On Sunday 1st November I was fortunate enough to be invited to the unveiling of a World War One memorial at the National Memorial Arboretum, Alrewas, Staffordshire UK.
The star of the event was the majestic bronze statue nicknamed ‘The Subedar’, mounted on a large base of granite. He is decorated with medals, uniform and impressive beard.
The memorial was to recognise the 130 000 Sikh soldiers who participated in the Great War.
The Sikhs represented 20% of the British Indian Army in WW1, yet were only 1% of the total Indian population.
The statue was developed by the WW1 Sikh Memorial Fund, which was founded by Chairman Jay Singh-Sohal. It was sculptured by Mark Bibby from Lincolnshire.
At the launch event prayers were said, local Civic and Army dignitaries gave speeches and there was a minutes silence. Around 300 guests attended the event, with national and international media coverage.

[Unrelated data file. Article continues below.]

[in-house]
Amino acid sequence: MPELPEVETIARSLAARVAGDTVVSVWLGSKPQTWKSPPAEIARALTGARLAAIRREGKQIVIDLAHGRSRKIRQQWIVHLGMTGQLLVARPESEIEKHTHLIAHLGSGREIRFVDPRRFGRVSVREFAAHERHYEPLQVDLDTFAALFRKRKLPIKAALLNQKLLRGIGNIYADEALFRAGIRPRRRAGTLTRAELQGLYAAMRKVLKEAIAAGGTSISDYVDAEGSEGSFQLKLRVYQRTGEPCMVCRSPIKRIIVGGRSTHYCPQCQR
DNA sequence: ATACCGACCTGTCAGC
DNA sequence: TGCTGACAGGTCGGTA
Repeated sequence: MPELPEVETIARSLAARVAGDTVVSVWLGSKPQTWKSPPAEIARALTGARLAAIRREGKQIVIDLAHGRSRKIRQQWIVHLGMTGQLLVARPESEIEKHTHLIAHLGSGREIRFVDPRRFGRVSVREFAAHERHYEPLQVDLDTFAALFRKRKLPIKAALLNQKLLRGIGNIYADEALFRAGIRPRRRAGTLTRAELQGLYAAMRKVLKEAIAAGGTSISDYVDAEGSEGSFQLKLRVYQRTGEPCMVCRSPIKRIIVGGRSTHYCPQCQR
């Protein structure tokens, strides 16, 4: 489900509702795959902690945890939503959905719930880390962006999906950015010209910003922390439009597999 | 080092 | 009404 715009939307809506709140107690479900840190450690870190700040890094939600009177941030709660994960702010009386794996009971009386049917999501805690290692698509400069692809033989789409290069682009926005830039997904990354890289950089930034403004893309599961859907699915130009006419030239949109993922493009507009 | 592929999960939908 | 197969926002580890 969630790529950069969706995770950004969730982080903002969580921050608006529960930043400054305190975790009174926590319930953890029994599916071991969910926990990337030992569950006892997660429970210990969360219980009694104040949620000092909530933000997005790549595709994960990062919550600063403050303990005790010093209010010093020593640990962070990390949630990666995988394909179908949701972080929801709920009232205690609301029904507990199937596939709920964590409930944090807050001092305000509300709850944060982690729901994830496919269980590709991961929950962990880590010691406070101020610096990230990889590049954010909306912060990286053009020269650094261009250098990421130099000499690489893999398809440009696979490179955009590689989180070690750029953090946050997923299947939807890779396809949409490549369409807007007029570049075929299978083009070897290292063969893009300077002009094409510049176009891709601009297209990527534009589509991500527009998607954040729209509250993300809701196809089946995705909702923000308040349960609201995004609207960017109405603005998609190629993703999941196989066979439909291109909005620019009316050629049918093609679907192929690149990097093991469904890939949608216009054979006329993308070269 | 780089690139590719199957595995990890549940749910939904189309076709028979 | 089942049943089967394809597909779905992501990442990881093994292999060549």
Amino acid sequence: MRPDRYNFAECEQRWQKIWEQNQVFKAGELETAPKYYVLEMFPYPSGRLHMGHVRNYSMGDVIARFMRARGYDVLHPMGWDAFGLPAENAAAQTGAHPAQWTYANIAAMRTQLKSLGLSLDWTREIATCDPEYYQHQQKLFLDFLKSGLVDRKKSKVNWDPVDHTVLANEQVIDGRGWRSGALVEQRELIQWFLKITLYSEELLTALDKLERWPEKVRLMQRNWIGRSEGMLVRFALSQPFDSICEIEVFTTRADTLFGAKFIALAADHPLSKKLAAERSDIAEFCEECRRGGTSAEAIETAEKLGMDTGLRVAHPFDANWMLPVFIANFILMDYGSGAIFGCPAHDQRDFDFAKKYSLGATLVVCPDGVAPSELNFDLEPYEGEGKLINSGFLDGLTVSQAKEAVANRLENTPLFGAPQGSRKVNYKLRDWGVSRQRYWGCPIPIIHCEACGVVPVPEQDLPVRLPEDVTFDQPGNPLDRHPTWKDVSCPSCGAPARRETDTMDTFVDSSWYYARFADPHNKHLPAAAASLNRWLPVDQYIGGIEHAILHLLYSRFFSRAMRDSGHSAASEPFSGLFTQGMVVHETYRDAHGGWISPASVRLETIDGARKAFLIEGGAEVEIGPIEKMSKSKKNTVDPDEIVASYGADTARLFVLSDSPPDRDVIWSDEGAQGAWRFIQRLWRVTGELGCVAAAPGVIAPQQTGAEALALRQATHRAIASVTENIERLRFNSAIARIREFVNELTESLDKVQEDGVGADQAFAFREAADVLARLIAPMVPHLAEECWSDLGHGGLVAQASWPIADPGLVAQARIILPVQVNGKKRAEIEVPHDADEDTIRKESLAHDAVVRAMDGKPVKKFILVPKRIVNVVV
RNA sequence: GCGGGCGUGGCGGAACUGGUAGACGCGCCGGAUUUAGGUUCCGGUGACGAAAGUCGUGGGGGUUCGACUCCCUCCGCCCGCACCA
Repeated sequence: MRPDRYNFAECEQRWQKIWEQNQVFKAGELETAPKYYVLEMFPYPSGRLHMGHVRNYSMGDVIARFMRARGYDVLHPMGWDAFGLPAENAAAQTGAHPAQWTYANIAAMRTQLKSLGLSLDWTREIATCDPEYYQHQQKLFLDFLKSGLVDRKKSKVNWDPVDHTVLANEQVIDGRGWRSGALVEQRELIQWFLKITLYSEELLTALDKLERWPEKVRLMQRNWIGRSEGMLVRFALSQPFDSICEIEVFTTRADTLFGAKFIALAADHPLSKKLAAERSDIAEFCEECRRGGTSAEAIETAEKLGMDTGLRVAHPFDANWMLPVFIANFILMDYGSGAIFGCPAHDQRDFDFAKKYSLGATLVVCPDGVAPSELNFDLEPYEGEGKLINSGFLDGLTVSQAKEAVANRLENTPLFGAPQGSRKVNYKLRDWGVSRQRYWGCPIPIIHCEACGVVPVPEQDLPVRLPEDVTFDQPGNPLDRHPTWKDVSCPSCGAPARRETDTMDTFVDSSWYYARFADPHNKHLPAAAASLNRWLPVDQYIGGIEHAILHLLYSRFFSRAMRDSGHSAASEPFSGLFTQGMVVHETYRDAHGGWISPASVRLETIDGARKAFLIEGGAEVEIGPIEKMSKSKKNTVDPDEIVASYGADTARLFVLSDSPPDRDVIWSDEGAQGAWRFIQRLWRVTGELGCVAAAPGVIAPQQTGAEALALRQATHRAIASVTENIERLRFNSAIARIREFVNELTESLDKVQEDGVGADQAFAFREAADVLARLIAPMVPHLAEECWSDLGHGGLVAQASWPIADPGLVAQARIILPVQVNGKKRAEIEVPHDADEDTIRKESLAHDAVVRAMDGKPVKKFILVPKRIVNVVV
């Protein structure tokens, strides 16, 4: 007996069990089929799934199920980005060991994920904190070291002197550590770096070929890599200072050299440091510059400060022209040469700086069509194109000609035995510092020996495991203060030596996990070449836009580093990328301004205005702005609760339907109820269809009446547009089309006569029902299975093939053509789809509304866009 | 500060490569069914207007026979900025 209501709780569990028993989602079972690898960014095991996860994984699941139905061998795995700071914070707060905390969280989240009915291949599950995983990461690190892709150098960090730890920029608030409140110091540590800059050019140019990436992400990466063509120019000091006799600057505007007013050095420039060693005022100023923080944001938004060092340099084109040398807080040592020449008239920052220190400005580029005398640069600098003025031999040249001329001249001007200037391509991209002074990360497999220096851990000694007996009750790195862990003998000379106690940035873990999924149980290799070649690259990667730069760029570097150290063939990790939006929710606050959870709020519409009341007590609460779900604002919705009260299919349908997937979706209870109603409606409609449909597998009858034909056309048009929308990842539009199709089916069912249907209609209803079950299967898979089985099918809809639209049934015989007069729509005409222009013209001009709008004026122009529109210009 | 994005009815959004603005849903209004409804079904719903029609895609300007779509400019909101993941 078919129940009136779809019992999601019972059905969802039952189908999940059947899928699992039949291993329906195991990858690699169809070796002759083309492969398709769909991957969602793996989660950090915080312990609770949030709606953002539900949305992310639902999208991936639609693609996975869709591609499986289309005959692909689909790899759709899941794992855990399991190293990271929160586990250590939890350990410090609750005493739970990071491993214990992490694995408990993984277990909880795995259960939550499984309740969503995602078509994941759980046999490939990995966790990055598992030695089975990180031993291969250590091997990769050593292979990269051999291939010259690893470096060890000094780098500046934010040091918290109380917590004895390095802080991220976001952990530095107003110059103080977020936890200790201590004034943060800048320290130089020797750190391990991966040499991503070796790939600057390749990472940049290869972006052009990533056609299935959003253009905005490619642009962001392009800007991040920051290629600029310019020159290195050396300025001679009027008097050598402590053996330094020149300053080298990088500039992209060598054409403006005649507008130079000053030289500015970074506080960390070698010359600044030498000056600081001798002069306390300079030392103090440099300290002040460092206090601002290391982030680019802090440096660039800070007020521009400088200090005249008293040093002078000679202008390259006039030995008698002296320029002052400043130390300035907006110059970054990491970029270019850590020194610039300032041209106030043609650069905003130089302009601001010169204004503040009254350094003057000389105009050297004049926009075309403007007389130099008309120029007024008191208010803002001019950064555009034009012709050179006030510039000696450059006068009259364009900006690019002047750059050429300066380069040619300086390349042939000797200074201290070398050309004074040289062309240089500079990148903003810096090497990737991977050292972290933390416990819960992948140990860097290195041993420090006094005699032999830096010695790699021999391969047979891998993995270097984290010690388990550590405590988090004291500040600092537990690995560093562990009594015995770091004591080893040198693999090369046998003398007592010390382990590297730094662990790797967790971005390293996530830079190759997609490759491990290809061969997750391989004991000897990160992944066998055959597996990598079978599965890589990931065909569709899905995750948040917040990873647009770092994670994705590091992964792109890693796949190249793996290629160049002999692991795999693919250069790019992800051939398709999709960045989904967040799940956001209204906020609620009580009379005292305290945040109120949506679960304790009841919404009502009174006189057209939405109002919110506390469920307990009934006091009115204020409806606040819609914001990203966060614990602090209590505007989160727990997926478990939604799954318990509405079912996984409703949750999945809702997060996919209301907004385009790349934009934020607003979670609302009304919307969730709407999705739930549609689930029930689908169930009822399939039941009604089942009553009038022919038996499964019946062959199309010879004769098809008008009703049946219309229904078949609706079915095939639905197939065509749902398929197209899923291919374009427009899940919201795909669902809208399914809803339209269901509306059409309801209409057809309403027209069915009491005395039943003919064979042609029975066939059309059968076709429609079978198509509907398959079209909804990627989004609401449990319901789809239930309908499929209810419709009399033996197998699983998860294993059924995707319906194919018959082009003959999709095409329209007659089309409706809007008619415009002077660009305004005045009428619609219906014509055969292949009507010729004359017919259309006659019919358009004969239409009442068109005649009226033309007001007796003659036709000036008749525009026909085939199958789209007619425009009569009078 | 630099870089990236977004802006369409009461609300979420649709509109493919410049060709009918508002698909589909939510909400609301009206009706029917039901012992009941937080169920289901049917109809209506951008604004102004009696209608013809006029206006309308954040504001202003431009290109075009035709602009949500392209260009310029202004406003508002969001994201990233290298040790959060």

Major General Patrick Sanders, Commander of the British Army’s 3rd Division unveiled the memorial together with Peter Singh Virdee, of the Virdee Foundation the memorial’s patron.
The Sikhs contributed in all the theatres of war across the world eg. the Western Front, Gallipoli, Neuve Chapelle and Ypres.
Jay Singh-Sohal said the memorial would be a lasting reminder for future generations of the significant sacrifice and valour of their ancestors.
I congratulate the Sikh community on this great achievement.
Personally the occasion inspired me in that we should work towards developing a UK memorial for the 400 000 Muslims soldiers in WW1.
The memory of all the 1.2 million WW1 soldiers of the British Indian Army should not be forgotten.
On Thursday 5th November I will be attending the UK book launch in London of:
‘For King and Another Country. Indian Soldiers on the Western Front 1914-18’.
Written by the famous author Shrabani Basu, I look forward to reading yet another classic history book from this brilliant author.